Why Do Flies Like Our Food? They Have Taste

There's a reason why a nasty fly zeroes in on the tastiest morsels in your picnic lunch. New research shows that the ordinary fruit fly, Drosophila melanogaster, is remarkably similar to humans in the way it picks out what it wants to eat, and what it wants to avoid.

First it smells it with the help of a "great olfactory system," says Kristin Scott, assistant professor of molecular and cell biology at UC Berkeley. That allows it to find that juicy banana in your lunch. Then it tastes a bit of it and decides which parts it really wants to eat.

And like humans and most other mammals, if it tastes sweet, the fly pigs out. If it tastes bitter, it looks for something sweeter. The fly knows that bitterness may well mean it is toxic, and sweetness means it is likely loaded with energy resources and good to eat.

That's very similar to how humans decide which foods to eat, and it shows once again why the ugly little fruit fly is so much like us, despite millions and millions of years following a very different evolutionary path.

"It's amazing," says Scott, who published some of her recent findings in the June 24 issue of the journal Cell. "They are such funny looking critters," and yet they are surprisingly similar to humans genetically, thus lending their services to researchers around the world.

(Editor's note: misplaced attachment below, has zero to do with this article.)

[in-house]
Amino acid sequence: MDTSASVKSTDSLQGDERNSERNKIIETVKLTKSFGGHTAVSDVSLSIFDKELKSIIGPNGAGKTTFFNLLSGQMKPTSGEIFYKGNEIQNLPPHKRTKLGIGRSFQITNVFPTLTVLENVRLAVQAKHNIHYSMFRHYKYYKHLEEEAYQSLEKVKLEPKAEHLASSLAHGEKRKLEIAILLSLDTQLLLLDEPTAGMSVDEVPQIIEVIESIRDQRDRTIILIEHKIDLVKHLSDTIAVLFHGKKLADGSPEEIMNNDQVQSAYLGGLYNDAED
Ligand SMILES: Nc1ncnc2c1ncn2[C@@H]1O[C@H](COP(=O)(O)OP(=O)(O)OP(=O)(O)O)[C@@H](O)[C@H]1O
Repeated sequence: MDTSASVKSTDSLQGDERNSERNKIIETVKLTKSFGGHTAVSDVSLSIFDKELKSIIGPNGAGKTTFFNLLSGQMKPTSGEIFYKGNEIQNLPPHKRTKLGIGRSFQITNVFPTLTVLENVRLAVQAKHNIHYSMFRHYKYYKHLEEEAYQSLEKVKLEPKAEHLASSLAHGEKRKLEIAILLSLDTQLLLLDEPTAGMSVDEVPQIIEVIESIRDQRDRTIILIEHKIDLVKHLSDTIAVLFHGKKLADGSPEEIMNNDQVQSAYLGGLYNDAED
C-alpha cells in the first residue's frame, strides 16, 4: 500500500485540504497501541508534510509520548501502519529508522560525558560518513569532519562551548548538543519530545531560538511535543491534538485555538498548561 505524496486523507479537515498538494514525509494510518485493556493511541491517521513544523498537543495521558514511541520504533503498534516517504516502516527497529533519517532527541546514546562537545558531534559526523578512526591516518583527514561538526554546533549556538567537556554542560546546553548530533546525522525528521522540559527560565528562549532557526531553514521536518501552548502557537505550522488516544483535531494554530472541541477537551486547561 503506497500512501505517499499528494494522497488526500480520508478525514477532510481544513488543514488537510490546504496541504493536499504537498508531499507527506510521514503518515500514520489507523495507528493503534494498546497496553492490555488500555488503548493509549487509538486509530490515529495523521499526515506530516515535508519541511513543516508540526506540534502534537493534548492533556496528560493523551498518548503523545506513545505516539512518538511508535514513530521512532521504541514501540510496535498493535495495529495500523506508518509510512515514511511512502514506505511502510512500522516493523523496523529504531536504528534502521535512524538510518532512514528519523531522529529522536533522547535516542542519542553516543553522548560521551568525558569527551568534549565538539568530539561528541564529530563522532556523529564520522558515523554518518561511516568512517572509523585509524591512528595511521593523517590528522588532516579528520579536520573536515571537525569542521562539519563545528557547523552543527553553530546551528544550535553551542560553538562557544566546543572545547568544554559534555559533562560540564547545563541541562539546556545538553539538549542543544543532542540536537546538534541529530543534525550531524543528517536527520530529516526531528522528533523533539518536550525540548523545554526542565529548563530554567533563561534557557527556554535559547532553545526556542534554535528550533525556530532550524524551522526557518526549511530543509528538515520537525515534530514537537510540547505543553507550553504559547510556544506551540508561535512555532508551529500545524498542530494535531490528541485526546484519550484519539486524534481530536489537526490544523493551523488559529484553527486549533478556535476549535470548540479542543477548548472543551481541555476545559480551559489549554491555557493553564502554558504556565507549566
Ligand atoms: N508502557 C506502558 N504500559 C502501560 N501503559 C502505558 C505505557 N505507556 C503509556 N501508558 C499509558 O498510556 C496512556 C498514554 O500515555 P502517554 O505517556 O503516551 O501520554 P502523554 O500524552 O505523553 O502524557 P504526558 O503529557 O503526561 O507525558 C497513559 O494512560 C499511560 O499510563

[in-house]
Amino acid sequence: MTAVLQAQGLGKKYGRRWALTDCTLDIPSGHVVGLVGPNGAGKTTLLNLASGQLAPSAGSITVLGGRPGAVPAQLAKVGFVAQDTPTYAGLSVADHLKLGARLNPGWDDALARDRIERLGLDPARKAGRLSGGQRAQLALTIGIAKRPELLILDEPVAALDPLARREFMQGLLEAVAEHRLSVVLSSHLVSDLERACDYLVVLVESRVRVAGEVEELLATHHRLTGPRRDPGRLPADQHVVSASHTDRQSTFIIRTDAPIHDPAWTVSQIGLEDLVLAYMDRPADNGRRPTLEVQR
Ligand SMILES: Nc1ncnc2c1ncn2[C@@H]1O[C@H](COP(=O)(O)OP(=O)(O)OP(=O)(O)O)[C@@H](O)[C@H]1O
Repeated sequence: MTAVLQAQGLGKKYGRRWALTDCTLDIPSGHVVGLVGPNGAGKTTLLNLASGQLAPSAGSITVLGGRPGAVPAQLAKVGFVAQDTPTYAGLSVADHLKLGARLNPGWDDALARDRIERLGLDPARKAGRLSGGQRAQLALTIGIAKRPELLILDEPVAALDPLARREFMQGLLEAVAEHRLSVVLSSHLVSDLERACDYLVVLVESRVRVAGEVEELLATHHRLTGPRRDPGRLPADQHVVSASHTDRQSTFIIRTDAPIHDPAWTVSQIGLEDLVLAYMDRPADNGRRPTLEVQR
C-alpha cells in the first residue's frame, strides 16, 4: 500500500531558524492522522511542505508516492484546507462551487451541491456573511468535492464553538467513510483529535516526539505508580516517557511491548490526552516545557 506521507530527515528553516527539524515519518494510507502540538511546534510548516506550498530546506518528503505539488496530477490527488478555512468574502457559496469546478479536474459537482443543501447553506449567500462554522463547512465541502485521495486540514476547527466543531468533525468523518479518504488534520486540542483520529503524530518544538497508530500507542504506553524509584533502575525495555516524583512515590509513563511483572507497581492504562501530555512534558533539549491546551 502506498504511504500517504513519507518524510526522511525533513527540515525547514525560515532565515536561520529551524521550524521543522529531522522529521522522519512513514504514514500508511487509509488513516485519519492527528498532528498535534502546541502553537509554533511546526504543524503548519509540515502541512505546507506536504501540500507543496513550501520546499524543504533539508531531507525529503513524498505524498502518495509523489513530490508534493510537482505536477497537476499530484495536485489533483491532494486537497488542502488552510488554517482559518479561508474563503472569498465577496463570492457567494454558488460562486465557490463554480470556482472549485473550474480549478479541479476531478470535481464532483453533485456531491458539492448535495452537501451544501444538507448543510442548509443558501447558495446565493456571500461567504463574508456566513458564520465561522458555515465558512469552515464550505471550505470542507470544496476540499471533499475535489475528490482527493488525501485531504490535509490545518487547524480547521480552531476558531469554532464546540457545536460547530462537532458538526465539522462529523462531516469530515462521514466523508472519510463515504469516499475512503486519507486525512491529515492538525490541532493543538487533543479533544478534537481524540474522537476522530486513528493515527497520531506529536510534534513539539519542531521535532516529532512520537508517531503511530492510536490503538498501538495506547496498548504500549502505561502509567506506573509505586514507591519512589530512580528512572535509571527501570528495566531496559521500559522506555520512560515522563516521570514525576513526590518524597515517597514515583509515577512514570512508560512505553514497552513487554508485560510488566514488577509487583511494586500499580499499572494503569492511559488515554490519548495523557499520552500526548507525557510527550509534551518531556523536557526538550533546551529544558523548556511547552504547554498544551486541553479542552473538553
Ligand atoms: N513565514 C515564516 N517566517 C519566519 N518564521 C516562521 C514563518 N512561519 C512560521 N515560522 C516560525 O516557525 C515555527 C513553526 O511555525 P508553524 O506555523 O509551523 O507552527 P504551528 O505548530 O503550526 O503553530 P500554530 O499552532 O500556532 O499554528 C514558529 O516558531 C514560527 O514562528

Humans: More Fly-Like Than Worm-Like

Fruit flies, along with humans and nematodes, commonly called roundworms, are the first three species to have their genes completely sequenced, leading some scientists to wonder about whether we are more similar to flies or nematodes. Evolutionary biologists at Penn State have devoted considerable time to answering that question and determined that we are more like the fly than the worm.

That's one reason why the fly is the most widely studied insect on the planet. Very subtle changes in its genome have led to vast changes in its appearance, physiology and behavior, thus giving scientists a platform for studying how relatively minor changes in genes can have major impacts.

It also reproduces quickly, so many generations can be studied in a short period of time. And for people like Scott, it offers one other advantage.

"It has a fairly simple brain," she says.

So if scientists can figure out exactly how the brain of the fruit fly helps it distinguish good food from bad, that might help them determine how the human brain processes enormous amounts of complex data in a very short period of time.

That's why Scott and her colleagues at Berkeley, and a separate team of researchers at Duke University in Durham, N.C., are so intrigued with the fly's food selection processes.

Using Taste to Keep Flies at Bay

The Duke study, led by assistant professor of genetics Hubert Amrein, has found evidence that the fly may be even better than humans at discriminating between bitter and sweet tastes. Unlike mammals, the bitter-sensitive nerves that help flies sort through their food are quite different, and more complex, than the cells that tell the fly something is sweet.